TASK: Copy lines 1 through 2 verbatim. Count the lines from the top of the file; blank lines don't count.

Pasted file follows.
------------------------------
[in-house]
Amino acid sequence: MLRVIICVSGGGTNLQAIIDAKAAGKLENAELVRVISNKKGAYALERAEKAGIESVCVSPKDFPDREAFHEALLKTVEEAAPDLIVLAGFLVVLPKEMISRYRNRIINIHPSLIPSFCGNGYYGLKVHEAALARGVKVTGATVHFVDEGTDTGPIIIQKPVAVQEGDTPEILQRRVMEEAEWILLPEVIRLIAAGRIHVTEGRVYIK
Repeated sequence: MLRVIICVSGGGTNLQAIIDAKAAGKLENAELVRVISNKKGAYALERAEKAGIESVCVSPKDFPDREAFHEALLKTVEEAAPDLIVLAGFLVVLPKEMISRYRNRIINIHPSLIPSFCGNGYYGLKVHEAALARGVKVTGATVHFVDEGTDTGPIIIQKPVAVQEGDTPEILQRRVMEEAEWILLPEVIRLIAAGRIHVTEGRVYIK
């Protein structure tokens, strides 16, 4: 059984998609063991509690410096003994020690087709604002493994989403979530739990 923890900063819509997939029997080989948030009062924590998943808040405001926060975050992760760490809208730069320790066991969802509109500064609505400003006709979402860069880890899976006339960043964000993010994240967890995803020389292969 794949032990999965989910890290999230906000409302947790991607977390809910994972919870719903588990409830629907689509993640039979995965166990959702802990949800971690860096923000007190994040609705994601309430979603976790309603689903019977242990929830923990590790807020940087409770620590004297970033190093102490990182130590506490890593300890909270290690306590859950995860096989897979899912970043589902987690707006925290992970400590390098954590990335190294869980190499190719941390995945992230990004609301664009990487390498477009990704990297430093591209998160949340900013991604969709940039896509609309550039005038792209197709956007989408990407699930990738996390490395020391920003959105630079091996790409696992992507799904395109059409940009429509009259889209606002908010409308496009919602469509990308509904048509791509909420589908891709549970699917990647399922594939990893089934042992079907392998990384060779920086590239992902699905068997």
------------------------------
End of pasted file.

[in-house]
Amino acid sequence: MLRVIICVSGGGTNLQAIIDAKAAGKLENAELVRVISNKKGAYALERAEKAGIESVCVSPKDFPDREAFHEALLKTVEEAAPDLIVLAGFLVVLPKEMISRYRNRIINIHPSLIPSFCGNGYYGLKVHEAALARGVKVTGATVHFVDEGTDTGPIIIQKPVAVQEGDTPEILQRRVMEEAEWILLPEVIRLIAAGRIHVTEGRVYIK